Yesterday we published a really nice Exchange Protocol entitled A highly-sensitive and rapid Surface Plasmon Resonance immunoassay procedure based on the covalent-orientated immobilization of antibodies. It is a variation on a recent Nature Protocol (Multisubstrate-compatible ELISA procedures for rapid and high-sensitivity immunoassays), where detection is via SPR rather than ELISA. And it is pleasing to me that we were able to accomodate both methods by using both Nature Protocols and the Protocol Exchange.
The Protocol Exchange is an open-access resource where scientists can share their protocols, and browse those that others have added. Exchange Protocols are accessed from a Browse page (which also includes entries from Nature Protocols), and can be either Community or Supplier Contributed.
My five favourite Exchange Protocols
Protocols on the Protocol Exchange are not peer-reviewed or edited, therefore the protocols highlighted are ones that are nice examples of using our format (i.e. ones that I happen to somehow please me!). If there are ones that you think should be included on this Top-Five list, then please let us know which are your favourites!
Exchange Protocols that have interesting comments
One of the really nice features of both Nature Protocols and the Protocol Exchange is that it is possible to comment on protocols. While this resource is under-utilised, there are a few protocols that have very interesting discussions associated with them, and I have highlighted these below.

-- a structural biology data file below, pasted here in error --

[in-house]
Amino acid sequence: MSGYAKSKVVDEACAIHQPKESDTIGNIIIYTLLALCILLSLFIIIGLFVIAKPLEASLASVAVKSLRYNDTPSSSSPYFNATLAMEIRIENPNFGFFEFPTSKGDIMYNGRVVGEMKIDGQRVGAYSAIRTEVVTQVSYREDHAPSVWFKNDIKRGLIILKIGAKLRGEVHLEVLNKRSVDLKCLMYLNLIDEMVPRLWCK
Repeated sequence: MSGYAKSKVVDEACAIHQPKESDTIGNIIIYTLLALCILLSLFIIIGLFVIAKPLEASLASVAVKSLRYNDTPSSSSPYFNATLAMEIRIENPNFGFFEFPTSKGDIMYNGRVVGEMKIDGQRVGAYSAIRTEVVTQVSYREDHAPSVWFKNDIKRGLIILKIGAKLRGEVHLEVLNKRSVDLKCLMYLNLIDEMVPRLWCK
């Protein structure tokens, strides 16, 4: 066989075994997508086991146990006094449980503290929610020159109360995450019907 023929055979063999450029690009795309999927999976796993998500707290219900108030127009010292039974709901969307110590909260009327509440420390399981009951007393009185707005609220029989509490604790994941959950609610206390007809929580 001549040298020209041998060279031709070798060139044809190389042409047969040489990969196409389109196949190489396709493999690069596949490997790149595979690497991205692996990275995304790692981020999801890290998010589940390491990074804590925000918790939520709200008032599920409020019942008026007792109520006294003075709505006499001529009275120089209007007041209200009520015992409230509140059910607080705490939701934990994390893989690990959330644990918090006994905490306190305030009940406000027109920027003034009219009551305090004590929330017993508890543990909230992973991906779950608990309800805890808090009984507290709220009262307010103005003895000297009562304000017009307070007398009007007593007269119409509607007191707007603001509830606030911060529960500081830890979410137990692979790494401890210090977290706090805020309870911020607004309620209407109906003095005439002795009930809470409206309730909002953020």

A complete list of Exchange Protocols with comments can be found here.
Labgroups that have contributed loads of protocols.
It would be really great if research laboratories used the Protocol Exchange as a way to archive and share their methods within their group, with collaborators and with the wider community.
This has not really happened yet, but there are a few people who have uploaded collections of protocols either all relating to a single research paper or, in the case of Wei Zou, to a PhD thesis.
(a series of protocols relating to a Nature Structural and Molecular Biology paper)
Labgroups that have pretty logos
When you create a labgroup, you can add an image, or logo, to go with it. There are a few really pretty ones which I have listed below.